Many people often tout Bitcoin as a perfect tool to launder money and sluice funds to offshore bank accounts. But if there’s one thing the Panama Papers leak has taught the world, it is that people won’t go through all of that trouble when the traditional financial ecosystem offers a far more convenient solution to perform money laundering on a global scale.
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The Legacy System Makes Money Laundering Relatively Easy
Anyone who would be looking to participate in money laundering through offshore bank accounts has no reason to go through the trouble of dealing with Bitcoin exchanges or ATMs. In fact, the popular digital currency is far too transparent to move funds around anonymously, as there several initiatives focusing on blockchain analysis to prevent suspicious Bitcoin activities.
Moreover, the Panama Papers story has shown the world why the banking system is far better equipped to move funds around the world in an anonymous and convenient manner. However, money laundering is not the only issue, as these documents show how companies and wealthy individuals were aided in evading taxes and dodging sanctions as well.
As people would come to expect from such an announcement, money laundering is a crime anyone can commit. Especially now that several current and former heads of state and people linked to world leaders have been unmasked for their money laundering practices, things are bound to get interesting. Using banks and other traditional financial institutions for this particular type of “business” is convenient, but the truth always comes out in the end.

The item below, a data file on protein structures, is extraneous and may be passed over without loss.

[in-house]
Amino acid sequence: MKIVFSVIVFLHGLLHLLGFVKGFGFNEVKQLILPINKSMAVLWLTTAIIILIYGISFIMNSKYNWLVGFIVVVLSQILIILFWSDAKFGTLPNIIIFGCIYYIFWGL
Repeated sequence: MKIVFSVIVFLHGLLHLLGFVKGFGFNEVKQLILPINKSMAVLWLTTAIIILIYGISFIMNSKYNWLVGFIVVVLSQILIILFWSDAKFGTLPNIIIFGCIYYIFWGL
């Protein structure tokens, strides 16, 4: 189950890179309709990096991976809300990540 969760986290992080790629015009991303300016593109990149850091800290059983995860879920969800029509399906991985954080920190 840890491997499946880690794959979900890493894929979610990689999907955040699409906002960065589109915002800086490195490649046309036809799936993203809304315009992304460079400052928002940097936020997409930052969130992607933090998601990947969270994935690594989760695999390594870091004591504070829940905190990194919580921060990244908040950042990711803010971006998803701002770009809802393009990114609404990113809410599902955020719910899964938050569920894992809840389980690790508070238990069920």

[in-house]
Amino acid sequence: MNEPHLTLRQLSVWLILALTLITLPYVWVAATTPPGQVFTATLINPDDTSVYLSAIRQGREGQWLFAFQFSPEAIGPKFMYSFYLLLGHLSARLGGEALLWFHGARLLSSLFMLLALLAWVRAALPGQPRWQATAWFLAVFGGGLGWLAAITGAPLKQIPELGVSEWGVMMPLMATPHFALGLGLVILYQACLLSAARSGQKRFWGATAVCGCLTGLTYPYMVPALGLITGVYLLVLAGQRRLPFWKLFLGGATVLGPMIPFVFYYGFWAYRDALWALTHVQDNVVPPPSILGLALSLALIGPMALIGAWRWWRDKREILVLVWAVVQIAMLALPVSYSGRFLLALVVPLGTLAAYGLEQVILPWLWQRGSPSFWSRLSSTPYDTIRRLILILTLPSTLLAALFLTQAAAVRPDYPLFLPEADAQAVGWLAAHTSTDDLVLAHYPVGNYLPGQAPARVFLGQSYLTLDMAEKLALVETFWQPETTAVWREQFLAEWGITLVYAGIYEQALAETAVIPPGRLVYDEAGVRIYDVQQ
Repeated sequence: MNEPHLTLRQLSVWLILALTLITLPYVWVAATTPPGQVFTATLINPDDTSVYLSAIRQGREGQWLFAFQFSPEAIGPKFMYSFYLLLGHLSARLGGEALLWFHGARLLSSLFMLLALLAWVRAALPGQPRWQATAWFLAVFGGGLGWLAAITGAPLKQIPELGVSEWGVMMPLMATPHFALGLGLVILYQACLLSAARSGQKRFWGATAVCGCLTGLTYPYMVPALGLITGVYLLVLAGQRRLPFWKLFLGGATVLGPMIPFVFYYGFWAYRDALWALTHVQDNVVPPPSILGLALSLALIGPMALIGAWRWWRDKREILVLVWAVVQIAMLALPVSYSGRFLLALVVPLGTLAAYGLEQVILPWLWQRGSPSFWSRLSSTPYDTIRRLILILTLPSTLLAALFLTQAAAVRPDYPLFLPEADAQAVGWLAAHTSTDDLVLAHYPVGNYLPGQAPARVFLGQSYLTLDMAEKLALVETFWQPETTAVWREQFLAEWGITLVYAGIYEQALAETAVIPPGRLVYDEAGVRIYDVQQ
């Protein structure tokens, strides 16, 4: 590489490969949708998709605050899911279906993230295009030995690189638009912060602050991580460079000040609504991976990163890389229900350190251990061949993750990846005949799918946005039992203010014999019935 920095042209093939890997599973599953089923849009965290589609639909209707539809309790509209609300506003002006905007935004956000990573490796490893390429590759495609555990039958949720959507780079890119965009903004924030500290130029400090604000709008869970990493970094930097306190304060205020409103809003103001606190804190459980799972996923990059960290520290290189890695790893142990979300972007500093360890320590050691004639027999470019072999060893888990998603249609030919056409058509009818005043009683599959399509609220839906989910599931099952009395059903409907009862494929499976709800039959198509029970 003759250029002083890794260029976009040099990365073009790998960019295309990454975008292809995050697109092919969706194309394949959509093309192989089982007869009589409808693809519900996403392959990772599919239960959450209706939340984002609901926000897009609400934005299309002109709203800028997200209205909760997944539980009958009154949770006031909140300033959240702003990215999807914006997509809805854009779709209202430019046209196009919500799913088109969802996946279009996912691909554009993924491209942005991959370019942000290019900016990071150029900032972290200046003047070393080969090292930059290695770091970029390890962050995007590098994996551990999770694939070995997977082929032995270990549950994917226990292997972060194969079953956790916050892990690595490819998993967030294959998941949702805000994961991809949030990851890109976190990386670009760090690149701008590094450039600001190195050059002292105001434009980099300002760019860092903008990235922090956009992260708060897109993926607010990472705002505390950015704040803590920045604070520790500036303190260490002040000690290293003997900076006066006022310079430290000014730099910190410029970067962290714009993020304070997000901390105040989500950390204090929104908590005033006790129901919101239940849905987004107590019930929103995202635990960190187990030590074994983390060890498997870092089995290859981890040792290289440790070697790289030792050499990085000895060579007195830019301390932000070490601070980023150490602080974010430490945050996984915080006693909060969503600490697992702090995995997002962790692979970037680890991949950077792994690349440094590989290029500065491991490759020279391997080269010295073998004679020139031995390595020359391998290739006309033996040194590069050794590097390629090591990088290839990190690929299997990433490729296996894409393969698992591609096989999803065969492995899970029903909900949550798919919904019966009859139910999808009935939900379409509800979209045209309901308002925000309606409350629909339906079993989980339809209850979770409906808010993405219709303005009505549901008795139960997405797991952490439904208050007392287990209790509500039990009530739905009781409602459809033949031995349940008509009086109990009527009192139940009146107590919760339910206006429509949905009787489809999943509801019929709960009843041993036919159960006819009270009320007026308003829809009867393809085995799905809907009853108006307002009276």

In fact, there are so many different tax havens around the world, which are only made possible thanks to the existing financial ecosystem. It comes as little to no surprise to find out governments around the world are opposing Bitcoin, as it would make their way of money laundering completely impossible. Transparency in the financial sector is a positive aspect for people who have nothing to hide, yet it would be a particular concern for those looking to participate in money laundering.
In the end, Bitcoin is a lot harder to move funds into and out of it – in fiat currency – compared to the banking system. Banks around the world are interconnected, whereas bitcoin operates outside of the realm of traditional finance. Moreover, buying and selling Bitcoin is subject to KYC and AML regulation, whereas tax havens such as the Cayman Islands are not too bothered about where the funds are coming from.
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